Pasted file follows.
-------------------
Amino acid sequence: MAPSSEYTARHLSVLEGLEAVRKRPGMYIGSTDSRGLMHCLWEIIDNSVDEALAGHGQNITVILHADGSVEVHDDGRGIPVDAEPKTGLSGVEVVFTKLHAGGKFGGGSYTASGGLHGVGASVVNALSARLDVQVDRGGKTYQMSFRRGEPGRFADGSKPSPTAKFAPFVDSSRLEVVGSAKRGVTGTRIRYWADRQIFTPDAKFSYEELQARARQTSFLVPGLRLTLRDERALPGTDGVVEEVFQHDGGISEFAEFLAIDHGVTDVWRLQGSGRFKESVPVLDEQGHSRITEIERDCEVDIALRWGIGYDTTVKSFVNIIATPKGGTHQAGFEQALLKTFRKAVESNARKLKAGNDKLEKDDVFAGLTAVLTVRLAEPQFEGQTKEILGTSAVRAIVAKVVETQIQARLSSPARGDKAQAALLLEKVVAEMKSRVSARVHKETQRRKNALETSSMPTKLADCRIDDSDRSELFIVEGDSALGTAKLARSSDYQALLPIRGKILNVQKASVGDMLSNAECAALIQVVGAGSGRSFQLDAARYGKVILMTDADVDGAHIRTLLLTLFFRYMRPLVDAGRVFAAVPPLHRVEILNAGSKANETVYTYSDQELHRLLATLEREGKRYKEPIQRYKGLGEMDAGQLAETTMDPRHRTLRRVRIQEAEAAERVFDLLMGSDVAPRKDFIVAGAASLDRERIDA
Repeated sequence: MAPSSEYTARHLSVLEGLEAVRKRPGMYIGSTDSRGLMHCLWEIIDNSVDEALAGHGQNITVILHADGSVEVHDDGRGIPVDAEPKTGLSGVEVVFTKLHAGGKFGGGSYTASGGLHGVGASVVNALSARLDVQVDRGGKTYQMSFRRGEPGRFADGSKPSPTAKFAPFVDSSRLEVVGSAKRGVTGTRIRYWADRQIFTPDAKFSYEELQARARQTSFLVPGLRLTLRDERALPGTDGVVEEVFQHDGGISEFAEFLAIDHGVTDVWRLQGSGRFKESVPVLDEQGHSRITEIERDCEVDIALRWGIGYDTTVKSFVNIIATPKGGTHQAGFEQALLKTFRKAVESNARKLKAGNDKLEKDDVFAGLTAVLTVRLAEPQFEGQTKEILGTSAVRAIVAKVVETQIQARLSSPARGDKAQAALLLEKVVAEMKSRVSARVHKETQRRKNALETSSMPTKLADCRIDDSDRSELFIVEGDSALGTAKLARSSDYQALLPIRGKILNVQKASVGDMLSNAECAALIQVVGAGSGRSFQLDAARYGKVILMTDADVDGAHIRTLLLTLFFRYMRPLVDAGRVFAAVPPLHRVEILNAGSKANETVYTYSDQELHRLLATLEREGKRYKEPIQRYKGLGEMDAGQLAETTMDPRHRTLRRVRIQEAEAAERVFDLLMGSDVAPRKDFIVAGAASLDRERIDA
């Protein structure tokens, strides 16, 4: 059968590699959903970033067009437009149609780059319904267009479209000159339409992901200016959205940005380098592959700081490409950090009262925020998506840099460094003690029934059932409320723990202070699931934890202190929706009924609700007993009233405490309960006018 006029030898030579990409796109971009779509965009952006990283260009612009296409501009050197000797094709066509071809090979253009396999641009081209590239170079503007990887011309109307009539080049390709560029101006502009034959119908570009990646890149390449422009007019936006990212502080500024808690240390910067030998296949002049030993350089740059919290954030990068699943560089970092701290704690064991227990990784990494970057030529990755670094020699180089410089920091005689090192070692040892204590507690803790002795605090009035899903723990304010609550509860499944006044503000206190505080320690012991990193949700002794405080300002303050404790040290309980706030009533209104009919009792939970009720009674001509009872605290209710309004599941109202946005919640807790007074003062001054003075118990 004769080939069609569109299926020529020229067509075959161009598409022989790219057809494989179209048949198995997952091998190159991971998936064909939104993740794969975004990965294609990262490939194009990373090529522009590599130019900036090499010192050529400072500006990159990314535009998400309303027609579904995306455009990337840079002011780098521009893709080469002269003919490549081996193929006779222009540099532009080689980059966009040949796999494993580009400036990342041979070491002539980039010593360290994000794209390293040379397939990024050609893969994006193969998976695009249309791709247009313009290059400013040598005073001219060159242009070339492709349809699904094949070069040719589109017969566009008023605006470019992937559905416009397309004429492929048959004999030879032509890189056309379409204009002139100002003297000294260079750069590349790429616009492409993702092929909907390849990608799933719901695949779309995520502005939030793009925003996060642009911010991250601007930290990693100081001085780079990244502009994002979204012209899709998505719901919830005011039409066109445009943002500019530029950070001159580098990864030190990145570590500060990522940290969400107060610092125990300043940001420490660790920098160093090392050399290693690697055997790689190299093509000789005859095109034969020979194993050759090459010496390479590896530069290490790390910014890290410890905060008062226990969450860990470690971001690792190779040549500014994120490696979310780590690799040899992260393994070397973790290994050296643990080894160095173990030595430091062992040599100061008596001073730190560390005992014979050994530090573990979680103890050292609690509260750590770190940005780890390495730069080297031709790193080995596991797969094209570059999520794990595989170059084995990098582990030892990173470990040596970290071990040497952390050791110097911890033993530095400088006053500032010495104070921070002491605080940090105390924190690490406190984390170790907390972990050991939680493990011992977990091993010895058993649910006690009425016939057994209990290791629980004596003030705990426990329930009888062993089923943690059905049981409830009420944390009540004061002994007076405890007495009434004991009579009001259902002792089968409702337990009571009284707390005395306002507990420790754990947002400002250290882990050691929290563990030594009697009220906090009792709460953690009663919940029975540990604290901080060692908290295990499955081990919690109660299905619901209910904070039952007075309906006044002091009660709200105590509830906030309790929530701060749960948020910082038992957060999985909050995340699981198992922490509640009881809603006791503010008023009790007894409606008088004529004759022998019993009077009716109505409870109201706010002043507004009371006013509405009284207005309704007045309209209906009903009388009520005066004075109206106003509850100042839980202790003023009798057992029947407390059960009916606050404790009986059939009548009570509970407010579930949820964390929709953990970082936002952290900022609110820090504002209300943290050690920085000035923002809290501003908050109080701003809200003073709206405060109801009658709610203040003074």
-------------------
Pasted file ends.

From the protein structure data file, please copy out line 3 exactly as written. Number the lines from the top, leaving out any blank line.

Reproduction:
């Protein structure tokens, strides 16, 4: 059968590699959903970033067009437009149609780059319904267009479209000159339409992901200016959205940005380098592959700081490409950090009262925020998506840099460094003690029934059932409320723990202070699931934890202190929706009924609700007993009233405490309960006018 006029030898030579990409796109971009779509965009952006990283260009612009296409501009050197000797094709066509071809090979253009396999641009081209590239170079503007990887011309109307009539080049390709560029101006502009034959119908570009990646890149390449422009007019936006990212502080500024808690240390910067030998296949002049030993350089740059919290954030990068699943560089970092701290704690064991227990990784990494970057030529990755670094020699180089410089920091005689090192070692040892204590507690803790002795605090009035899903723990304010609550509860499944006044503000206190505080320690012991990193949700002794405080300002303050404790040290309980706030009533209104009919009792939970009720009674001509009872605290209710309004599941109202946005919640807790007074003062001054003075118990 004769080939069609569109299926020529020229067509075959161009598409022989790219057809494989179209048949198995997952091998190159991971998936064909939104993740794969975004990965294609990262490939194009990373090529522009590599130019900036090499010192050529400072500006990159990314535009998400309303027609579904995306455009990337840079002011780098521009893709080469002269003919490549081996193929006779222009540099532009080689980059966009040949796999494993580009400036990342041979070491002539980039010593360290994000794209390293040379397939990024050609893969994006193969998976695009249309791709247009313009290059400013040598005073001219060159242009070339492709349809699904094949070069040719589109017969566009008023605006470019992937559905416009397309004429492929048959004999030879032509890189056309379409204009002139100002003297000294260079750069590349790429616009492409993702092929909907390849990608799933719901695949779309995520502005939030793009925003996060642009911010991250601007930290990693100081001085780079990244502009994002979204012209899709998505719901919830005011039409066109445009943002500019530029950070001159580098990864030190990145570590500060990522940290969400107060610092125990300043940001420490660790920098160093090392050399290693690697055997790689190299093509000789005859095109034969020979194993050759090459010496390479590896530069290490790390910014890290410890905060008062226990969450860990470690971001690792190779040549500014994120490696979310780590690799040899992260393994070397973790290994050296643990080894160095173990030595430091062992040599100061008596001073730190560390005992014979050994530090573990979680103890050292609690509260750590770190940005780890390495730069080297031709790193080995596991797969094209570059999520794990595989170059084995990098582990030892990173470990040596970290071990040497952390050791110097911890033993530095400088006053500032010495104070921070002491605080940090105390924190690490406190984390170790907390972990050991939680493990011992977990091993010895058993649910006690009425016939057994209990290791629980004596003030705990426990329930009888062993089923943690059905049981409830009420944390009540004061002994007076405890007495009434004991009579009001259902002792089968409702337990009571009284707390005395306002507990420790754990947002400002250290882990050691929290563990030594009697009220906090009792709460953690009663919940029975540990604290901080060692908290295990499955081990919690109660299905619901209910904070039952007075309906006044002091009660709200105590509830906030309790929530701060749960948020910082038992957060999985909050995340699981198992922490509640009881809603006791503010008023009790007894409606008088004529004759022998019993009077009716109505409870109201706010002043507004009371006013509405009284207005309704007045309209209906009903009388009520005066004075109206106003509850100042839980202790003023009798057992029947407390059960009916606050404790009986059939009548009570509970407010579930949820964390929709953990970082936002952290900022609110820090504002209300943290050690920085000035923002809290501003908050109080701003809200003073709206405060109801009658709610203040003074």